The slippery term 'waterfront costs' reappeared in a second chart titled 'Waterfront costs, December 1996' as part of a more detailed analysis (on page 32). This time the costs were said to include (and only include) stevedoring plus ship- and cargo-based charges. Only the cargo-based charges could have been caught in the earlier f.o.b. chart under the related heading. More troubling is the claim in the text that the data showed that stevedoring 'represented between 55 per cent and nearly 70 per cent of waterfront charges in 1996' (p. 32). The problem here is that the cited source (BTCE, Waterline, no. 10, March 1997) found that stevedoring only comprised between 22 and 35 per cent of the 'port interface cost index'. Without acknowledgement, the commission doubled the cost of stevedoring as a proportion of the 'waterfront costs' published in its cited source by excluding customs brokerage fees and the cost of carrying cargo between the ports and warehouses. The discretion is not only underlined by the inconsistency with the source (and prices f.o.b.); the excluded costs were explicitly noted in the report's own text ('the charges imposed by AQIS, ACS, customs brokers, freight forwarders, and those costs incurred in getting exports and imports to and from port') (pp. 30-31).
We can conclude on this issue by putting some 'ground' under our feet, to adopt Arendt's metaphor (1977: 264). The Benchmarking report's flaws largely turned on the absence of disciplining parameters, primarily the ABS's $115bn estimate for the two-way shipping trade. The other major parameter that was ignored was the value of world trade compared with the cost of freight (including stevedoring), published in the annual review of maritime transport by the United Nations Conference on Trade and Development (UNCTAD, 1997: 64-5). Using import prices c.i.f, UNCTAD valued the world's ocean-going trade in 1995 as US$4,688bn, of which freight rates (including stevedoring) comprised US$247bn, yielding a cargo value/freight cost ratio of 5.27 per cent. The publication of this ratio would have brought a sense of proportion to the analysis, for it shows that the world paid its ocean-going transport services (including stevedoring) only about a twentieth of the value of the goods that the vessels carried, a smaller proportion than the customary diner's tip of 10 per cent of the value of the meals carried by waiters in restaurants. For 'developed market-economy countries', the ratio fell to 4.2 per cent (i.e., one twenty-fourth of the total value). Of this, by using UNCTAD's parameters with plausible assumptions, it can be estimated that the cost of stevedoring Australia's export containers was about 0.7 per cent of the $24bn that customs estimated for the outward liner trade. Of this, labour costs were less than 60 per cent. If it was assumed that these could be cut by, say, a third, this would have been about 0.13 per cent of the cargo's value (see appendix for the figures; on the economics more generally, see Quiggin, 1996: 191-3, 225-7). Had such a finding been published, the prime minister's claim that reform was 'vital for the export industries of Australia' would have sounded rather hollow.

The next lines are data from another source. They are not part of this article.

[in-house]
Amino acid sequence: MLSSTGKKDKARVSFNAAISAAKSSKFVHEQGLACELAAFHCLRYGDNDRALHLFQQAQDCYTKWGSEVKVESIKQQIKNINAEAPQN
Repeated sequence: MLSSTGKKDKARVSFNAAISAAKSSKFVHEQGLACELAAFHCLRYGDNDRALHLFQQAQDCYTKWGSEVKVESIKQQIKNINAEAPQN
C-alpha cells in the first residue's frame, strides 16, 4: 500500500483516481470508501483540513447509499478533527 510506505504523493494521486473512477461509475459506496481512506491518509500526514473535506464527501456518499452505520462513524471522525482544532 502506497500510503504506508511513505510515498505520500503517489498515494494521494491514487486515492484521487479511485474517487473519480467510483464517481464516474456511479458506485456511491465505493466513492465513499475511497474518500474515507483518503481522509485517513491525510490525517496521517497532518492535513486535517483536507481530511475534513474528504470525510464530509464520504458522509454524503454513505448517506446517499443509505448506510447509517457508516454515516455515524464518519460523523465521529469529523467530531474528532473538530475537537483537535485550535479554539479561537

'Error, of course, is possible, and even common, with respect to factual truth', noted Arendt (1977: 249). To be kind, because some of these issues were not well understood even within the industry, perhaps the big mistake on the first page was due to an accidental error. The apparent shell game over costs is more difficult to forgive on such grounds. The test of impartiality, however, is not knowledge nor competence. Impartiality, as Arendt wrote (1977: 263), means 'being able to look with equal eyes on both friend and foe'. To test the commission's approach to the other party in the event, let's turn to the treatment of disputes.
The issue of industrial disputes on the waterfront was addressed by the commission's other report, Work Arrangements. This needs to be considered against a background where Peter Reith, as the Howard government's labour minister, had been persistently criticising the MUA for its strike record for a year or more. In Melbourne in October 1997, for example, he told the annual conference of the Refrigerated Warehouse and Transport Association (Reith, 1997):
The Australian Bureau of Statistics constantly shows that stevedoring has a record of disputation second only to coal. In 1995, 3300 working days were lost per 1000 employees. In 1996 this improved to 1250 working days lost, nevertheless this figure was still almost 10 times the national average.